It was John Newton, the former slave trader and the author of “Amazing Grace,” who penned the famous words, “How precious did that grace appear the hour I first believed.” I can relate to that personally, and that’s one reason I’m so jealous for the unadulterated grace of God, for grace without mixture, grace without leaven, grace without exaggeration.
On Dec. 17, 1971, the revelation of God’s love so flooded my heart that I told the Lord I would never put a needle in my arm again, and I was free from that moment on. No more heroin. No more speed. No more addiction to the needle. No more hallucinogenic drugs. Jesus truly delivered me!
For the previous six weeks there had been a tremendous battle in my soul—beginning Nov. 12, 1971, when I first believed that Jesus died for my sins, which was a major breakthrough for a 16 year-old, rebellious, proud, Jewish rock drummer. Prior to that, I had mocked the message of the gospel and boasted about my sin, but as the believers in a little Italian Pentecostal Church in Queens, N.Y. prayed for me, the Holy Spirit began to convict me (although I had no idea they were praying for me), and I knew something was terribly wrong with my life.
Then, after the light went on in my heart in November, I wrestled with God, shooting heroin one day and going to church the next, until that memorable service on Dec. 17. As the pastor’s wife played the piano and we sang the old hymns—hymns which sounded like little ditties to me compared to the Led Zeppelin and Jimi Hendrix music I listened to day and night—I became overwhelmed by the joy of the Lord and received a dramatic revelation.
I saw myself filthy from head to toe, and then I saw myself washed cleaned with the blood of Jesus and clothed with beautiful white robes, only to go back and play in the mud. I was spurning God’s love, a love that was poured out on me when I was a filthy, godless sinner. I was mocking the blood of Jesus, blood that was shed for me when I was stealing money from my own father and bragging about how deceitful I could be.
At that moment, God’s goodness exposed my badness, and I surrendered my life to the Lord and said goodbye to the life I had been living. And it was not hard to make the radical break. What a Savior!
That was more than 41 years ago, and I can honestly say that I have experienced more of God’s grace as a believer than as a lost sinner. Every day of my life, I am cleansed from the defilement of the world by the blood of Jesus, even as I walk in the light (see 1 John 1:7). And when I have disappointed the Lord and grieved His Spirit (see Eph. 4:30), the moment I turn to him in repentance, he forgives and forgets my sins (see Mic. 7:17-19). What a gracious God!
But there’s still more. Every day of my life, I am empowered to fulfill the righteous requirements of the law by God’s grace (see Rom. 8:1-4; Titus 2:11-15). As Pastor David Wilkerson said, “According to Paul, we are not walking in grace until we have broken from worldly corruptions. Unless we are endeavoring through the power of the Holy Spirit to lead godly and righteous lives ... we do not know God’s grace.”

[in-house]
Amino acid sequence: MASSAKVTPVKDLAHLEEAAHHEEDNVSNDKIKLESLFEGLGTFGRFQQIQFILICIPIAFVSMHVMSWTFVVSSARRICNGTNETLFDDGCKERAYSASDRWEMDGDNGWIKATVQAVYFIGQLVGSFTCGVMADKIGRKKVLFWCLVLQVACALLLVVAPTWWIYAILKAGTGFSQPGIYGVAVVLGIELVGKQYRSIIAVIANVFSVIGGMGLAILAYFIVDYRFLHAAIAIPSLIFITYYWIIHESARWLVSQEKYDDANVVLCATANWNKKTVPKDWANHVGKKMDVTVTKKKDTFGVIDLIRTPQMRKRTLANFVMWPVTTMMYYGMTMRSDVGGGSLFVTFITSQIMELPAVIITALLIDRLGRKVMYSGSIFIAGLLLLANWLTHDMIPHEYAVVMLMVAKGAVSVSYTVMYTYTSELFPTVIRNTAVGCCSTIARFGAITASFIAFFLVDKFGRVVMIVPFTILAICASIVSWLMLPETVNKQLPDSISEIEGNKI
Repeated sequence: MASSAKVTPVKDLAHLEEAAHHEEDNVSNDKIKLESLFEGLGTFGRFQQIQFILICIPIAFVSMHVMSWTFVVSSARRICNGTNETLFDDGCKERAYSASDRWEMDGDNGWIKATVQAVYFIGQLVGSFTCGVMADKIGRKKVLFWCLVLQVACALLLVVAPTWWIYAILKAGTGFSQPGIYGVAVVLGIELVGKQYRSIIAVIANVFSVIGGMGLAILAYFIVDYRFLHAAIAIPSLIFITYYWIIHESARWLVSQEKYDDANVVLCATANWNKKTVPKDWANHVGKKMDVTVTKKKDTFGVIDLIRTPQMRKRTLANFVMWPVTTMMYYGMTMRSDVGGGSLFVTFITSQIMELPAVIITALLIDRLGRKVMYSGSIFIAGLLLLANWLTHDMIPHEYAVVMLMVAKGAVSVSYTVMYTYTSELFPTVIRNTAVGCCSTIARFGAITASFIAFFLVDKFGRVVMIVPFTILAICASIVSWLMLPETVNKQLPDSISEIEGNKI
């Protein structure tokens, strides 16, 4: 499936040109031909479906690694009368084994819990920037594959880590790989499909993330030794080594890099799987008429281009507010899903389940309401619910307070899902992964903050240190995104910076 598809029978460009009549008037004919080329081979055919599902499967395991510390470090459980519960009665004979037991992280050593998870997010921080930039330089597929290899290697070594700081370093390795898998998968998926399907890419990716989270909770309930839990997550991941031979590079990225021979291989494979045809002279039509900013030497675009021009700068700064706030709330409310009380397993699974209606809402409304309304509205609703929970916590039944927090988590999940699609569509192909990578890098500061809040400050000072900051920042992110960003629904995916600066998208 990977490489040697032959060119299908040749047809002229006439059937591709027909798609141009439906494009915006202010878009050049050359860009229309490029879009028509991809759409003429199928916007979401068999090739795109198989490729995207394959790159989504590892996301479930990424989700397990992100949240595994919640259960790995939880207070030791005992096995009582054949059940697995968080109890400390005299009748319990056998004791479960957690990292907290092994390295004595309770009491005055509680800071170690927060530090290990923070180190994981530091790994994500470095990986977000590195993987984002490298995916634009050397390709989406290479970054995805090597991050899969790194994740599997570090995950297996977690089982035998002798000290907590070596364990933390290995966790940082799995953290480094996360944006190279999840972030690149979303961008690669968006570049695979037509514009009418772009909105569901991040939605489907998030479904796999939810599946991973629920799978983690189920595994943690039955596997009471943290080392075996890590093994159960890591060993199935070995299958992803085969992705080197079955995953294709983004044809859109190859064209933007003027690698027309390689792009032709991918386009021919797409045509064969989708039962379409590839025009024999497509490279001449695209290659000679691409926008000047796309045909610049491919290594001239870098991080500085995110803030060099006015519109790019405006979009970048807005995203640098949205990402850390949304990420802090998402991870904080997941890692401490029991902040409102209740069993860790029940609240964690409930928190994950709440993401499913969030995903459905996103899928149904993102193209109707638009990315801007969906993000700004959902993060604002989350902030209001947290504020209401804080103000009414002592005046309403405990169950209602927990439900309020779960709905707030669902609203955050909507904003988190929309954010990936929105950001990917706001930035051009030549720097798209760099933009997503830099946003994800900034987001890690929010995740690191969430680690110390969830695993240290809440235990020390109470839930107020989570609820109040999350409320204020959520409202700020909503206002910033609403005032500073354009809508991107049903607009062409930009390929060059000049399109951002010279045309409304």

And that’s why I’m so jealous for the true message of grace. There are heretical “grace” teachers who exaggerate God’s grace, claiming that everyone will be saved in the end. And there are sincere, godly hyper-grace preachers who add mixture to God’s grace, claiming that if you ask God to forgive you when you sin as a believer, you are committing the sin of unbelief (really!).
Some of these teachers will even tell you exactly how you should express yourself to God, suggesting the right words to use to be sure you don’t say, “Father, forgive me,” since hyper-grace teachers believe the moment you get saved, God pronounces your future sins forgiven along with your past and present sins.
To me, when a preacher tells me what words to use in prayer and tells me it’s a sin to ask God to forgive me, he is mixing grace with legalism, forgetting the fact that we have a wonderful, intimate relationship with our heavenly Father who is more concerned with the condition of our hearts than with our religious formulas. And although my hyper-grace colleagues emphasize that God is always happy with us and pleased with us, as a righteous child of the Father, I have no problem saying, “Lord, I’m sorry for displeasing you. Wash me clean with the blood of Jesus, and forgive me.”
And when I say those words to the Lord, the blood that was shed on the cross is applied afresh to my heart, and that’s one reason why I live in 24/7 assurance of the Father’s love for me, condemnation free (always, without exception, for decades), eager to find out what pleases the Lord (see Eph. 5:10).
The hyper-grace message, which tells me that nothing I do will ever displease the Lord, which claims that I’m committing the sin of unbelief if I ask Abba to forgive me, and which is so quick to brand those outside of its camp as “law-keepers” and “Pharisees,” pollutes something very dear to my heart, and that’s why I continue to contend for grace without mixture.
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